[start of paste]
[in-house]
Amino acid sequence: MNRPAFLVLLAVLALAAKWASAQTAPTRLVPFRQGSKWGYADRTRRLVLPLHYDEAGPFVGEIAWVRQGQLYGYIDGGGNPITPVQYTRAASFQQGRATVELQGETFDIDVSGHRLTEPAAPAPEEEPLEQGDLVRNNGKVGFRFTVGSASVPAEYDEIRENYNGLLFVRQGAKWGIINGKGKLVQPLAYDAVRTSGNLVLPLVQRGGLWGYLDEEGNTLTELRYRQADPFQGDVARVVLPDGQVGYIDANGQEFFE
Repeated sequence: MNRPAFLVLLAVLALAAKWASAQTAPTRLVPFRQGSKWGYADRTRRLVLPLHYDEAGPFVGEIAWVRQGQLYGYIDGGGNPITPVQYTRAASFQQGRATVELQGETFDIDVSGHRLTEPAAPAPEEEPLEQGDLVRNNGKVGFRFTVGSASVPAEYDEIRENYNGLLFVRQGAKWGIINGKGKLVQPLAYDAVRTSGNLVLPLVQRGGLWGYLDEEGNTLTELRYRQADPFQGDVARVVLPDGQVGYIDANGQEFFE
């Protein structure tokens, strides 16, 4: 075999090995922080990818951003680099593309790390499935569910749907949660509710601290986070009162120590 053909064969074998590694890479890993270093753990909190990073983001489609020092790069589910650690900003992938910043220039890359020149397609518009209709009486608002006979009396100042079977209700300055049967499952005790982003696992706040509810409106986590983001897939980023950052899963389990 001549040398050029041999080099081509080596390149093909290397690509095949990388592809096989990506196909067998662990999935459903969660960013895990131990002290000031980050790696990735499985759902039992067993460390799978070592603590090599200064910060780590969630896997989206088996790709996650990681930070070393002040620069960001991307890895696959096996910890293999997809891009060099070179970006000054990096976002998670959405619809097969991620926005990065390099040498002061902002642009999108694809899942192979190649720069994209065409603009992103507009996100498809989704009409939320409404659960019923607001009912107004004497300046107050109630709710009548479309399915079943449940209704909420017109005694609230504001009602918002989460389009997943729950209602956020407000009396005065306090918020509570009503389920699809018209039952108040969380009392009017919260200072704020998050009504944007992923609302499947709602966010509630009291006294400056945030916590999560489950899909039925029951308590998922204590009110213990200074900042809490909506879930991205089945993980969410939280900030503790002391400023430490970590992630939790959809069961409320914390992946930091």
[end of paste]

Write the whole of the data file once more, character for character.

[in-house]
Amino acid sequence: MNRPAFLVLLAVLALAAKWASAQTAPTRLVPFRQGSKWGYADRTRRLVLPLHYDEAGPFVGEIAWVRQGQLYGYIDGGGNPITPVQYTRAASFQQGRATVELQGETFDIDVSGHRLTEPAAPAPEEEPLEQGDLVRNNGKVGFRFTVGSASVPAEYDEIRENYNGLLFVRQGAKWGIINGKGKLVQPLAYDAVRTSGNLVLPLVQRGGLWGYLDEEGNTLTELRYRQADPFQGDVARVVLPDGQVGYIDANGQEFFE
Repeated sequence: MNRPAFLVLLAVLALAAKWASAQTAPTRLVPFRQGSKWGYADRTRRLVLPLHYDEAGPFVGEIAWVRQGQLYGYIDGGGNPITPVQYTRAASFQQGRATVELQGETFDIDVSGHRLTEPAAPAPEEEPLEQGDLVRNNGKVGFRFTVGSASVPAEYDEIRENYNGLLFVRQGAKWGIINGKGKLVQPLAYDAVRTSGNLVLPLVQRGGLWGYLDEEGNTLTELRYRQADPFQGDVARVVLPDGQVGYIDANGQEFFE
């Protein structure tokens, strides 16, 4: 075999090995922080990818951003680099593309790390499935569910749907949660509710601290986070009162120590 053909064969074998590694890479890993270093753990909190990073983001489609020092790069589910650690900003992938910043220039890359020149397609518009209709009486608002006979009396100042079977209700300055049967499952005790982003696992706040509810409106986590983001897939980023950052899963389990 001549040398050029041999080099081509080596390149093909290397690509095949990388592809096989990506196909067998662990999935459903969660960013895990131990002290000031980050790696990735499985759902039992067993460390799978070592603590090599200064910060780590969630896997989206088996790709996650990681930070070393002040620069960001991307890895696959096996910890293999997809891009060099070179970006000054990096976002998670959405619809097969991620926005990065390099040498002061902002642009999108694809899942192979190649720069994209065409603009992103507009996100498809989704009409939320409404659960019923607001009912107004004497300046107050109630709710009548479309399915079943449940209704909420017109005694609230504001009602918002989460389009997943729950209602956020407000009396005065306090918020509570009503389920699809018209039952108040969380009392009017919260200072704020998050009504944007992923609302499947709602966010509630009291006294400056945030916590999560489950899909039925029951308590998922204590009110213990200074900042809490909506879930991205089945993980969410939280900030503790002391400023430490970590992630939790959809069961409320914390992946930091």